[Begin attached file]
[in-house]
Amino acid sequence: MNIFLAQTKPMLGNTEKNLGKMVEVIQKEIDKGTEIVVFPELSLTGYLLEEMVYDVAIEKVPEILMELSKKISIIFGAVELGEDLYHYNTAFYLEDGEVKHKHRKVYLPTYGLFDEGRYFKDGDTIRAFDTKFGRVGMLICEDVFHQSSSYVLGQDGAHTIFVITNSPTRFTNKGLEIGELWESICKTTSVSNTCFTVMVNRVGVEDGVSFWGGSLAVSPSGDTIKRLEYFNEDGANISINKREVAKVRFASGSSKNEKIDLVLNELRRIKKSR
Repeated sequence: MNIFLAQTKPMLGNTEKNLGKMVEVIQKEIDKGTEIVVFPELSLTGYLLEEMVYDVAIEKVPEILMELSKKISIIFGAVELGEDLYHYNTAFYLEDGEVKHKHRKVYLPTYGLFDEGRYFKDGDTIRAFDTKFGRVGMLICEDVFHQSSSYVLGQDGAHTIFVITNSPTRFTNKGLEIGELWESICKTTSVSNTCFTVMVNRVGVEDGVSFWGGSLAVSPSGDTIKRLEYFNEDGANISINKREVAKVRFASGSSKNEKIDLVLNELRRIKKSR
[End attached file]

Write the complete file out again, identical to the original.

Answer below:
[in-house]
Amino acid sequence: MNIFLAQTKPMLGNTEKNLGKMVEVIQKEIDKGTEIVVFPELSLTGYLLEEMVYDVAIEKVPEILMELSKKISIIFGAVELGEDLYHYNTAFYLEDGEVKHKHRKVYLPTYGLFDEGRYFKDGDTIRAFDTKFGRVGMLICEDVFHQSSSYVLGQDGAHTIFVITNSPTRFTNKGLEIGELWESICKTTSVSNTCFTVMVNRVGVEDGVSFWGGSLAVSPSGDTIKRLEYFNEDGANISINKREVAKVRFASGSSKNEKIDLVLNELRRIKKSR
Repeated sequence: MNIFLAQTKPMLGNTEKNLGKMVEVIQKEIDKGTEIVVFPELSLTGYLLEEMVYDVAIEKVPEILMELSKKISIIFGAVELGEDLYHYNTAFYLEDGEVKHKHRKVYLPTYGLFDEGRYFKDGDTIRAFDTKFGRVGMLICEDVFHQSSSYVLGQDGAHTIFVITNSPTRFTNKGLEIGELWESICKTTSVSNTCFTVMVNRVGVEDGVSFWGGSLAVSPSGDTIKRLEYFNEDGANISINKREVAKVRFASGSSKNEKIDLVLNELRRIKKSR